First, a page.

New local co-op to help reduce solar panel costs

A new co-op has launched that seeks to help residents and businesses across the nine-county region add solar panels with greater ease and at lower prices.

Solar United Neighbors, a national nonprofit group, has helped start a new local co-op that plans to negotiate lower prices for solar technology through bulk purchasing.

Solar arrays can cost between $7,000 and $25,000, depending on individual needs and the size of the home, but co-ops typically are able to save members 10% to 20%, said Tristan Rader, program director of Solar United Neighbors of Ohio.

“The average system size in Ohio is 7 kilowatts and costs anywhere from between $10,000 to $20,000 — it depends on the market,” he said.

Residents and businesses in Butler, Champaign, Clark, Darke, Greene, Miami, Montgomery, Preble and Warren counties can join the Miami Valley solar co-op for free, without a commitment to purchase panels.

The co-op needs about 50 members to move forward with soliciting bids.

Solar United Neighbors has completed 30 solar co-ops across Ohio, helping add solar panels to the rooftops of about 450 homes in the state, said Mryia Williams, program associate with Solar United Neighbors of Ohio.

Solar United Neighbors and its co-op partners in coming months will offer informational sessions to educate community members about the benefits of going solar and the potential to pair it with electric vehicle technology, Williams said.

“Each (member) home will receive a basic roof review with our go-solar team checking to make sure they are a good fit for solar,” said Williams, speaking at the official co-op launch event at the Gem City Market, a cooperative grocery store.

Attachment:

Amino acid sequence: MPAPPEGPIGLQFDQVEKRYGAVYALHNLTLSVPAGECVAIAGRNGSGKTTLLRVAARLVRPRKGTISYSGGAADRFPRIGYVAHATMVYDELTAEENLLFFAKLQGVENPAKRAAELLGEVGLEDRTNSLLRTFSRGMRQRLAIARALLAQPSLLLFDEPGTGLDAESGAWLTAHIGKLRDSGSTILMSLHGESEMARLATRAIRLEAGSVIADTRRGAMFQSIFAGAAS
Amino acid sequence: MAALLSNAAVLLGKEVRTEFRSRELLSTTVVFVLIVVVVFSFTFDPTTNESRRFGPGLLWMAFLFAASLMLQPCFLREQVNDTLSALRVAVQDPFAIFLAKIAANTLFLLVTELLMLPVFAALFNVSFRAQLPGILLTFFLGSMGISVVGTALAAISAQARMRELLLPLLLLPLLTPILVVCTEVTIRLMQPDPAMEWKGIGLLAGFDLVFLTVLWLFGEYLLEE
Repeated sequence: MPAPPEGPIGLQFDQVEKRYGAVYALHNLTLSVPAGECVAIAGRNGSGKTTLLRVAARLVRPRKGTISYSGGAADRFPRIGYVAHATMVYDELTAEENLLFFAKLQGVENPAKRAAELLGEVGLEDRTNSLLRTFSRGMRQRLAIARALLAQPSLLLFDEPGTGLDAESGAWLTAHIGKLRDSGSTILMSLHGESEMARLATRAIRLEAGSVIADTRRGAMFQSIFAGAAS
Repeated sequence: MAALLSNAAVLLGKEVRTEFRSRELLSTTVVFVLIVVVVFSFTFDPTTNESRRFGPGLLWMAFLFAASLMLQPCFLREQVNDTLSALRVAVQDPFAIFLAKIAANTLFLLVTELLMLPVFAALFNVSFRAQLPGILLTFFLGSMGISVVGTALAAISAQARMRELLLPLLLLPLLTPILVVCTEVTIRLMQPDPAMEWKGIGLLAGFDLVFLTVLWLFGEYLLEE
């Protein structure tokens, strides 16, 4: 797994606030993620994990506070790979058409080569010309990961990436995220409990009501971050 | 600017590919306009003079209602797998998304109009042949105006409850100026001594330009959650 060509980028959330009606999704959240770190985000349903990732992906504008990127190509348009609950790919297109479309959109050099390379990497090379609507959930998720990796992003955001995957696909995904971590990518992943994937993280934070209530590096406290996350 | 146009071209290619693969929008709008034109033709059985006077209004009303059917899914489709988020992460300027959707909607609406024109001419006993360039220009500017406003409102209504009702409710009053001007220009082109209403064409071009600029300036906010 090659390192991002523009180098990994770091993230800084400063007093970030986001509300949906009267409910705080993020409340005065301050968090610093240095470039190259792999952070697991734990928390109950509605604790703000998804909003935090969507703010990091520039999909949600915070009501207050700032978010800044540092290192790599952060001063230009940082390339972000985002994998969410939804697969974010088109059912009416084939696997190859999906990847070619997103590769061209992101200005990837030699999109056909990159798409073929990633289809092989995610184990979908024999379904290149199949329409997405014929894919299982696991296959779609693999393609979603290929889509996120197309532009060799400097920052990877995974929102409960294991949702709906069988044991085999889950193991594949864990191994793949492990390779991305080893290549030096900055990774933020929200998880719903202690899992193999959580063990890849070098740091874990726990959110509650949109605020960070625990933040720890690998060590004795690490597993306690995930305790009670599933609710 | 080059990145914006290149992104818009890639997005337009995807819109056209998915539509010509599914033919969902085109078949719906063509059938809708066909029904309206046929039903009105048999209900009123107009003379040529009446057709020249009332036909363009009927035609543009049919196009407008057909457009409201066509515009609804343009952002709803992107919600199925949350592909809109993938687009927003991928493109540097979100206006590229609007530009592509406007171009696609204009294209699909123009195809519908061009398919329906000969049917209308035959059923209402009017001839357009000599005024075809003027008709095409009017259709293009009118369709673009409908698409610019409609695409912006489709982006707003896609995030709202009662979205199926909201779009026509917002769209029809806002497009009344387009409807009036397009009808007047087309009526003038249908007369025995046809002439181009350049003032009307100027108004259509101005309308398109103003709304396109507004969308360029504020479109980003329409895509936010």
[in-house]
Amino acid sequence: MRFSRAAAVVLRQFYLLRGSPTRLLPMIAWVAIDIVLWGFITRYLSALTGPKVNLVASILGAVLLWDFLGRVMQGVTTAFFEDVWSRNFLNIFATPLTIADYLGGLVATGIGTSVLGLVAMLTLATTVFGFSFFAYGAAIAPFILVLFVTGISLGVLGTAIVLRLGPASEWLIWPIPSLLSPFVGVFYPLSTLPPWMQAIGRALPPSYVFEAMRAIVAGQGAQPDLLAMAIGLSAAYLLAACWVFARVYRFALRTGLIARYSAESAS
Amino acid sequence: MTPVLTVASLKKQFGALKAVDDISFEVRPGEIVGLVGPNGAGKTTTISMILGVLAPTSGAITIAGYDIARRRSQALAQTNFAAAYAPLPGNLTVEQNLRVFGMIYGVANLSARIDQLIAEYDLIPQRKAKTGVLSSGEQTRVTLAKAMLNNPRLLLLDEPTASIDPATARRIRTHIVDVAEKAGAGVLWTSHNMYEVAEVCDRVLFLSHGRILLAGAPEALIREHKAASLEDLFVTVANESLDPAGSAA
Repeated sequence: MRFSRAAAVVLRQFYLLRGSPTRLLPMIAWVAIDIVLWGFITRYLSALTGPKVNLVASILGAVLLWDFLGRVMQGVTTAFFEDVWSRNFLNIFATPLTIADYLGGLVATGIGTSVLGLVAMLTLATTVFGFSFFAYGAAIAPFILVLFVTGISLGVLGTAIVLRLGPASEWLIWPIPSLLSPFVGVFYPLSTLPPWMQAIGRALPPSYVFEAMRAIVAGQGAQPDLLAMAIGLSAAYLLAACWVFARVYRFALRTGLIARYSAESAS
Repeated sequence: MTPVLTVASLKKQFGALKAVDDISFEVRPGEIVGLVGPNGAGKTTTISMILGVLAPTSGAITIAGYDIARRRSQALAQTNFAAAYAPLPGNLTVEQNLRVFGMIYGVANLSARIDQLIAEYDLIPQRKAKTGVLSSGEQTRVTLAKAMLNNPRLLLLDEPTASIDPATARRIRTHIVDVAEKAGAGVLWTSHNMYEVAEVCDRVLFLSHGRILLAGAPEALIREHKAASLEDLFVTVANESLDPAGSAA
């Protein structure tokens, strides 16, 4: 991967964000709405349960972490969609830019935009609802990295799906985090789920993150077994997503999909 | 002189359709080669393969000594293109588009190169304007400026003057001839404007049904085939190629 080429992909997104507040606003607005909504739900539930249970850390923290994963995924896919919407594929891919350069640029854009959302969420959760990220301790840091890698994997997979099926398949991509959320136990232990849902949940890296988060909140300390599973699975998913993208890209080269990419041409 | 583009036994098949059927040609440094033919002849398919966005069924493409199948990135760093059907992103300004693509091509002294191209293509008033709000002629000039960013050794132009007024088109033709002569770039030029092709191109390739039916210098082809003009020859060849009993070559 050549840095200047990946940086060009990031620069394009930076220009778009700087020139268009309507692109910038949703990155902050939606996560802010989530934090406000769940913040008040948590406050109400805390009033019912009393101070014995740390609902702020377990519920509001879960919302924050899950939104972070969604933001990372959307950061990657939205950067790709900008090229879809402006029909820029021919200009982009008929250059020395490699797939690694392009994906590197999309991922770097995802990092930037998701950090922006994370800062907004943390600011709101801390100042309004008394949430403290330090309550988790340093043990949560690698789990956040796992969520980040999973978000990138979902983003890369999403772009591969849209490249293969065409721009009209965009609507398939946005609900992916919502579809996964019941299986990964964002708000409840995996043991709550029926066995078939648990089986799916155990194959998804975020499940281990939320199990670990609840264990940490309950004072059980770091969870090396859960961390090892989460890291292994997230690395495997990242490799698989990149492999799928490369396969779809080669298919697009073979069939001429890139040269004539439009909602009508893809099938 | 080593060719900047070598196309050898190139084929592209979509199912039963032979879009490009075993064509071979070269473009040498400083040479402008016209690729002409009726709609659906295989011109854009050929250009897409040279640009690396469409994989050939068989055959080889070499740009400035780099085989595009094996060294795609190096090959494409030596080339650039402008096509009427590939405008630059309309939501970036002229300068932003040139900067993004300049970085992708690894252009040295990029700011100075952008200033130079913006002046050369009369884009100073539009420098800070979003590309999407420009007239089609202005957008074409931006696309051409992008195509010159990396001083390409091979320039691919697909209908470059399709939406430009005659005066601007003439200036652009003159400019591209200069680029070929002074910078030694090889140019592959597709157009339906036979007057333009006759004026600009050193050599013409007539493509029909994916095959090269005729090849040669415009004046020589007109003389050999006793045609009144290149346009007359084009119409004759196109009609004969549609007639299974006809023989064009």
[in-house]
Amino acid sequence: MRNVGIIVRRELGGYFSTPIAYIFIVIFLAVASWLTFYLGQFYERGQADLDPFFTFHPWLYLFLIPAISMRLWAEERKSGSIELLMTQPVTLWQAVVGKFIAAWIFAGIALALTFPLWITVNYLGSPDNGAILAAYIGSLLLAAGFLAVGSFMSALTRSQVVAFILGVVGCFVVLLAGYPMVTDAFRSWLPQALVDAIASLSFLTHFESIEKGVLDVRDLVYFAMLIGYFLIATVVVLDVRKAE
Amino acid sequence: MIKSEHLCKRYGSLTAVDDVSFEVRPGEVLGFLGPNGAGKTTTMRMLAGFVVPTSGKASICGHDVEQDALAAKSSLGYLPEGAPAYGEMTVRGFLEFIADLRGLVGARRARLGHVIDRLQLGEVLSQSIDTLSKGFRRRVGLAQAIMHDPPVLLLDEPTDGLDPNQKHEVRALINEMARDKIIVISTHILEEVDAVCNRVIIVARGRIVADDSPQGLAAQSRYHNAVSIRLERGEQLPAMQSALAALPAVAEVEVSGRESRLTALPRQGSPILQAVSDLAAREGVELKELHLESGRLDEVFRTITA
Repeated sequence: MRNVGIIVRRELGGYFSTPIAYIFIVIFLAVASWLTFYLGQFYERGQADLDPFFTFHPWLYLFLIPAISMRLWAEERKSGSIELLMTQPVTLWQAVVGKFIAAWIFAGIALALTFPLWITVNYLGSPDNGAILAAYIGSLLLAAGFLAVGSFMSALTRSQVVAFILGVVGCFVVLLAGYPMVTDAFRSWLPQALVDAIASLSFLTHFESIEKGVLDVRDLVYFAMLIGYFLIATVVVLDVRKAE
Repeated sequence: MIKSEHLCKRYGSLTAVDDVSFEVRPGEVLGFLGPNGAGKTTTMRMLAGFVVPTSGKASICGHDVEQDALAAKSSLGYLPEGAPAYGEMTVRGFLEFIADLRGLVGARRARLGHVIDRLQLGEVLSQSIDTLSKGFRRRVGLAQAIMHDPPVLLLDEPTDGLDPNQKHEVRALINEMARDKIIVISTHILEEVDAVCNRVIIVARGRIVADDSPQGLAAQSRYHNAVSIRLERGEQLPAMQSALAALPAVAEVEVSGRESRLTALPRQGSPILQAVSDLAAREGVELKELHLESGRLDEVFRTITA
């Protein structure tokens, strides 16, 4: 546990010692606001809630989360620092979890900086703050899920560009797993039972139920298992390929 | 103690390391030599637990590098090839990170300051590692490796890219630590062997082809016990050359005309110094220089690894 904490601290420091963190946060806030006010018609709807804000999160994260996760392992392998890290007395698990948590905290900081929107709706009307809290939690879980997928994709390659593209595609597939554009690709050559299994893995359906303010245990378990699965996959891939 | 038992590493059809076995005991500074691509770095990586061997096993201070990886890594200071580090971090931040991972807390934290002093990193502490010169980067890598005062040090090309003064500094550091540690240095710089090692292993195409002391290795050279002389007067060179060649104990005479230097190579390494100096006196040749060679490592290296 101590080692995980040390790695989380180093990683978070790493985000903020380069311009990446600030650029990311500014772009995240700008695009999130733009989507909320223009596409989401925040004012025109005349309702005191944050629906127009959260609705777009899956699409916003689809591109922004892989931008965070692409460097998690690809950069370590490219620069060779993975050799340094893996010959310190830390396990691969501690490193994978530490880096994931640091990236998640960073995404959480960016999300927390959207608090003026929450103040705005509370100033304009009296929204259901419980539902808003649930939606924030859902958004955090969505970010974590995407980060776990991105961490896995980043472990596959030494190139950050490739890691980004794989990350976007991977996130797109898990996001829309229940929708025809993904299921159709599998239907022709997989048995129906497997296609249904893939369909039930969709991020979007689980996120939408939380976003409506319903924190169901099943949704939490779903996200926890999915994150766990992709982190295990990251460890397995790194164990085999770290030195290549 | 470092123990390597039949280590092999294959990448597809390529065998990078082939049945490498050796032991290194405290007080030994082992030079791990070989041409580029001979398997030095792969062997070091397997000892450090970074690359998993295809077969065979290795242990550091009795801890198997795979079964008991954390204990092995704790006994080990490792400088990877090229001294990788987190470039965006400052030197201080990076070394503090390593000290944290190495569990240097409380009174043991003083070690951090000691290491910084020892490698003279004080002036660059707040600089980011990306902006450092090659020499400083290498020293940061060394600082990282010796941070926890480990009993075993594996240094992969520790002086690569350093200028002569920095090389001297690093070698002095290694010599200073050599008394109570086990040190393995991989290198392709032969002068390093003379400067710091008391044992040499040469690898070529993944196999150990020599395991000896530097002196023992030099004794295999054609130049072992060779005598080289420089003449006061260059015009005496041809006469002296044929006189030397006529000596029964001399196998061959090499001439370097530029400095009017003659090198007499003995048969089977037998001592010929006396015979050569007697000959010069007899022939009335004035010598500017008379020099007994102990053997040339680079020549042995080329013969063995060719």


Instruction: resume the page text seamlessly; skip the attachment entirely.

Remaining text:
After enough people become members, the co-op will reach out to solar installers and collect bids, and members will vote to choose one company to handle all individual solar projects, with prices based on the negotiated rates, she said.

Solar panels can pay for themselves after roughly nine to 12 years, according to some estimates.

Co-op partners include the city of Dayton, Montgomery County, the Miami Valley Regional Planning Commission and other organizations.

This initiative will help community members decide what kinds of solar energy systems would be most appropriate for their homes, said Montgomery county Commissioner Carolyn Rice, who has solar panels at her home.

“This is an investment — this is a big change — and you want to feel good about it,” she said. “There are so many benefits to this co-op.”

Too many Dayton residents have high electric bills, and the new co-op hopefully will help some people reduce their energy costs, including vulnerable community members, said Dayton City Commissioner Darryl Fairchild.

Solar technology has been prohibitively expensive in the past for some residents, but this co-op should improve access for disadvantaged community members, said Derrick Foward, president of Dayton Unit NAACP, which plans to install panels at its headquarters on Salem Avenue.

“There must be equity in the environmentalmovement,” he said. “Today’s event helps us head down that path.”

About the Author